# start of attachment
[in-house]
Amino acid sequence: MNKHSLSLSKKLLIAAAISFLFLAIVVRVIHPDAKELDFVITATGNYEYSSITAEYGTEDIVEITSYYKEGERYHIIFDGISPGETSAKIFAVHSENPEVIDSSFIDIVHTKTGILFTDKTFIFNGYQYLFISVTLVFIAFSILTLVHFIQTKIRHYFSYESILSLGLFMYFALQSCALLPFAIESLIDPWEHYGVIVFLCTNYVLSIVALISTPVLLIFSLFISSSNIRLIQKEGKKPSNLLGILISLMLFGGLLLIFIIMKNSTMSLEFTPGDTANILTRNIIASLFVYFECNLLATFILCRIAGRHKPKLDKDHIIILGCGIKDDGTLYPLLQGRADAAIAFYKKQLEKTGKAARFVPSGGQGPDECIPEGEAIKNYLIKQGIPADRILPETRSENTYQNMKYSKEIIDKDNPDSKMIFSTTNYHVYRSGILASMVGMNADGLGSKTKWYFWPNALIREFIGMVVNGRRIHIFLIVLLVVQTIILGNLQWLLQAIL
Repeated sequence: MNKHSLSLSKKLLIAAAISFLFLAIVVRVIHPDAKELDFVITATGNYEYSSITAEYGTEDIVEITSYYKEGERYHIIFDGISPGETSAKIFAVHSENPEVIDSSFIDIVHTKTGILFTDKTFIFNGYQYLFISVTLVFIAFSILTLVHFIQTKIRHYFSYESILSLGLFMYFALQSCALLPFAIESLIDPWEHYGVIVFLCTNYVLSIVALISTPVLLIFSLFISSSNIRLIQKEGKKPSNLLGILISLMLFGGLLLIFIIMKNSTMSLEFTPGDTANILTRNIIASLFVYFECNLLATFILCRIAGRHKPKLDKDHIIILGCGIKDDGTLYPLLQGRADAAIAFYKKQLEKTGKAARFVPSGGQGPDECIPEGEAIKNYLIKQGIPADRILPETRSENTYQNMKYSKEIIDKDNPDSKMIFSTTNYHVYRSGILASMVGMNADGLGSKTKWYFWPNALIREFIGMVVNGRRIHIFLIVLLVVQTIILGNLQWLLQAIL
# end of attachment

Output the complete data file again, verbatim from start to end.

[in-house]
Amino acid sequence: MNKHSLSLSKKLLIAAAISFLFLAIVVRVIHPDAKELDFVITATGNYEYSSITAEYGTEDIVEITSYYKEGERYHIIFDGISPGETSAKIFAVHSENPEVIDSSFIDIVHTKTGILFTDKTFIFNGYQYLFISVTLVFIAFSILTLVHFIQTKIRHYFSYESILSLGLFMYFALQSCALLPFAIESLIDPWEHYGVIVFLCTNYVLSIVALISTPVLLIFSLFISSSNIRLIQKEGKKPSNLLGILISLMLFGGLLLIFIIMKNSTMSLEFTPGDTANILTRNIIASLFVYFECNLLATFILCRIAGRHKPKLDKDHIIILGCGIKDDGTLYPLLQGRADAAIAFYKKQLEKTGKAARFVPSGGQGPDECIPEGEAIKNYLIKQGIPADRILPETRSENTYQNMKYSKEIIDKDNPDSKMIFSTTNYHVYRSGILASMVGMNADGLGSKTKWYFWPNALIREFIGMVVNGRRIHIFLIVLLVVQTIILGNLQWLLQAIL
Repeated sequence: MNKHSLSLSKKLLIAAAISFLFLAIVVRVIHPDAKELDFVITATGNYEYSSITAEYGTEDIVEITSYYKEGERYHIIFDGISPGETSAKIFAVHSENPEVIDSSFIDIVHTKTGILFTDKTFIFNGYQYLFISVTLVFIAFSILTLVHFIQTKIRHYFSYESILSLGLFMYFALQSCALLPFAIESLIDPWEHYGVIVFLCTNYVLSIVALISTPVLLIFSLFISSSNIRLIQKEGKKPSNLLGILISLMLFGGLLLIFIIMKNSTMSLEFTPGDTANILTRNIIASLFVYFECNLLATFILCRIAGRHKPKLDKDHIIILGCGIKDDGTLYPLLQGRADAAIAFYKKQLEKTGKAARFVPSGGQGPDECIPEGEAIKNYLIKQGIPADRILPETRSENTYQNMKYSKEIIDKDNPDSKMIFSTTNYHVYRSGILASMVGMNADGLGSKTKWYFWPNALIREFIGMVVNGRRIHIFLIVLLVVQTIILGNLQWLLQAIL